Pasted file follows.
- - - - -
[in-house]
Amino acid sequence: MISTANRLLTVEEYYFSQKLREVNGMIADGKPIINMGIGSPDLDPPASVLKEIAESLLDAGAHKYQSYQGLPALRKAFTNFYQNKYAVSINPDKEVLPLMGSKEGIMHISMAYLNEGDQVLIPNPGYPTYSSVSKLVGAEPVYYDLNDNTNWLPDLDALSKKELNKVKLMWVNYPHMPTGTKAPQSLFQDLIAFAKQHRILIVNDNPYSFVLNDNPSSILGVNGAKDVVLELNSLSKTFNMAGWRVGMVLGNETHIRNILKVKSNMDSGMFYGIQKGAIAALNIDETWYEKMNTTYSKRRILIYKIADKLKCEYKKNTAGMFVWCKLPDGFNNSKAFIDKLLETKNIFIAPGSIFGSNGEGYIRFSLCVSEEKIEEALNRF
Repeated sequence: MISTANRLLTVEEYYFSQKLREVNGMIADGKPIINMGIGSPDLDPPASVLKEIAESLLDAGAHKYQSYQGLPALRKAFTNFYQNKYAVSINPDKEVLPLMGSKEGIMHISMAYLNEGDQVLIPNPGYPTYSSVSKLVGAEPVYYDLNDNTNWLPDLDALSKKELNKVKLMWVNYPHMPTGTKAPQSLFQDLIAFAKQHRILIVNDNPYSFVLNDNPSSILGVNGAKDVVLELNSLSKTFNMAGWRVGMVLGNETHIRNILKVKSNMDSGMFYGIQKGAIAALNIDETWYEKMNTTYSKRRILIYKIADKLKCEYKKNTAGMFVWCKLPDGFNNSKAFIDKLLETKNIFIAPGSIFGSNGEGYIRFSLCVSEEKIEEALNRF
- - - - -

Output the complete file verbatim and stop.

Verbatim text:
[in-house]
Amino acid sequence: MISTANRLLTVEEYYFSQKLREVNGMIADGKPIINMGIGSPDLDPPASVLKEIAESLLDAGAHKYQSYQGLPALRKAFTNFYQNKYAVSINPDKEVLPLMGSKEGIMHISMAYLNEGDQVLIPNPGYPTYSSVSKLVGAEPVYYDLNDNTNWLPDLDALSKKELNKVKLMWVNYPHMPTGTKAPQSLFQDLIAFAKQHRILIVNDNPYSFVLNDNPSSILGVNGAKDVVLELNSLSKTFNMAGWRVGMVLGNETHIRNILKVKSNMDSGMFYGIQKGAIAALNIDETWYEKMNTTYSKRRILIYKIADKLKCEYKKNTAGMFVWCKLPDGFNNSKAFIDKLLETKNIFIAPGSIFGSNGEGYIRFSLCVSEEKIEEALNRF
Repeated sequence: MISTANRLLTVEEYYFSQKLREVNGMIADGKPIINMGIGSPDLDPPASVLKEIAESLLDAGAHKYQSYQGLPALRKAFTNFYQNKYAVSINPDKEVLPLMGSKEGIMHISMAYLNEGDQVLIPNPGYPTYSSVSKLVGAEPVYYDLNDNTNWLPDLDALSKKELNKVKLMWVNYPHMPTGTKAPQSLFQDLIAFAKQHRILIVNDNPYSFVLNDNPSSILGVNGAKDVVLELNSLSKTFNMAGWRVGMVLGNETHIRNILKVKSNMDSGMFYGIQKGAIAALNIDETWYEKMNTTYSKRRILIYKIADKLKCEYKKNTAGMFVWCKLPDGFNNSKAFIDKLLETKNIFIAPGSIFGSNGEGYIRFSLCVSEEKIEEALNRF